The US state sanctions racist violence against the African American people and the White House has not made any effort to curtail it, a civil rights activist and journalist in Detroit says.
Abayomi Azikiwe, editor of the Pan-African News Wire, made the remarks in a phone interview with Press TV on Wednesday, commenting on the outbreak of unrest in the US state of Missouri over the fatal shooting of an unarmed Black teenager by a police officer.
“I believe very strongly that the protests and rebellions surrounding the police killing of young 18-year-old Michael Brown is a reflection of the growing anger against state-sanctioned racist violence inside the United States,” Azikiwe said.
“The president, Barack Obama, said yesterday that the death of Michael Brown was heartbreaking. But he never mentioned any effort on part of the administration to curtail this type of violence being carried out against African Americans by law enforcement agencies across the United States,” he added.
“Also we just had the case of Ted Wafer, the white man from Dearborn Heights, a suburb outside of Detroit, who killed young 19-year-old Renisha McBride, who was a college student, in Detroit,” Azikiwe stated.
“She entered his porch and knocked on the door, asking for assistance, after she had been involved in an automobile accident. She was shot dead, and the jury did not believe his story, which changed. Initially, he said that he shot her by mistake and later on… he said that he was fighting because he thought she was there to break into his home,” he further stated.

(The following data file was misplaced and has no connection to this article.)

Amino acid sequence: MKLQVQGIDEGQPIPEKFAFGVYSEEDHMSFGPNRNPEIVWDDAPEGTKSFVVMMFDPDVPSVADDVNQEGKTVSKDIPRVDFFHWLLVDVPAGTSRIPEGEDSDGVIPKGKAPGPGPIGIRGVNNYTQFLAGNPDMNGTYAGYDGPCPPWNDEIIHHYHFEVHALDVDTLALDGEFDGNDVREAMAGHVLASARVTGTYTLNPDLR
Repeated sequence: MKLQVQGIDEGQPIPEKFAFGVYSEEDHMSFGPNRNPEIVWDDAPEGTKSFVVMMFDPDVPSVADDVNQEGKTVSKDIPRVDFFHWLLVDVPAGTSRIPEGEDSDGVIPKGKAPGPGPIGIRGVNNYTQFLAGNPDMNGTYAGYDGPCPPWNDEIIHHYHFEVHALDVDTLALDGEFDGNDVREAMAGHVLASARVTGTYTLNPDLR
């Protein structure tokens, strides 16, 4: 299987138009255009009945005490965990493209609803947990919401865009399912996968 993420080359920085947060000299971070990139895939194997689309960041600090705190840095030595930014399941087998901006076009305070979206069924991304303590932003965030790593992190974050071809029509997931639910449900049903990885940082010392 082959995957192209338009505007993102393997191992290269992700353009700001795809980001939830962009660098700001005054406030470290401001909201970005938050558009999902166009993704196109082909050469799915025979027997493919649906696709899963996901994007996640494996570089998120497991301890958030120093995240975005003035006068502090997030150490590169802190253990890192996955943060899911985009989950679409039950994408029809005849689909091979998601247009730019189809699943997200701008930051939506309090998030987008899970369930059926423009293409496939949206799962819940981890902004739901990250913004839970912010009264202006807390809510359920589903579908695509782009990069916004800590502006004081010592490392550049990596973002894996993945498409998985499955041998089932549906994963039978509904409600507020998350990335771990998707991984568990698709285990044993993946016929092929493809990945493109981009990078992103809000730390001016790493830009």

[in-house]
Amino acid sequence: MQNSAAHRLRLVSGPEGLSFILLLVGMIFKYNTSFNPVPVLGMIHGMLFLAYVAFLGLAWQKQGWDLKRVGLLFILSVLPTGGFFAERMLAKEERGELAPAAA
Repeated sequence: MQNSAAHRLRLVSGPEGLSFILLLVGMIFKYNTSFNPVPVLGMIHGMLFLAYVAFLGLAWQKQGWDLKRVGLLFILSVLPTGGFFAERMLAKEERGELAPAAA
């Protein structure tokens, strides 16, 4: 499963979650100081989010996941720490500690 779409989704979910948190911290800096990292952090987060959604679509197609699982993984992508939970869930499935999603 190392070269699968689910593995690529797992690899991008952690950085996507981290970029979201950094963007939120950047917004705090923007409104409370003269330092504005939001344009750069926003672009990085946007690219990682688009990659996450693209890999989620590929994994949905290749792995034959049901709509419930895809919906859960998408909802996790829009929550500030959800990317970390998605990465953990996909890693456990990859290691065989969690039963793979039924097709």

On Thursday, Detroit’s Wayne County Circuit Court found Theodore Wafer guilty of second-degree murder and manslaughter in the death of McBride, according to the Associated Press.
Wafer, 55, was on trial McBride on his porch in November. McBride appeared at Wafer’s house at around 4:30 a.m. on November 2, 2013. She crashed her car nearby earlier that night. She knocked on Wafer’s door, unarmed and looking for help. Wafer came to the door with a loaded shotgun and shot her in the face.
“So the verdict in the Renisha McBride case indicates that there is a growing awareness in regard to the violence that’s being perpetuated against African Americans and other oppressed nations here in the United States,” Azikiwe said.
“This is something that must be directed to the US Congress, which has failed as well to speak directly to the pain and the hurt of the African American community, and also to the White House, which has not focused at all on the ongoing racism and racist violence being perpetuated against the African American people,” he noted.
“So, hopefully, these outbreaks in Ferguson, Missouri, and other developments around the United States will in fact focus more attention on the need to eliminate racist violence in the United States,” he concluded.
In an interview with Press TV on April 16, 2012, Malcolm X’s grandson, El-Hajj Malik El-Shabazz, said that blacks are murdered with impunity in the US because the system is unjust.
“There are hundreds of black Americans who are being murdered in the United States every year with impunity. And police officers serve no time. They always get off,” Shabazz stated.
He said this occurs because there is institutionalized racism in the US.
Shabazz was beaten to death in Mexico City on May 9, 2013. An autopsy found that the 28-year-old died of deadly blows to the head, face and torso.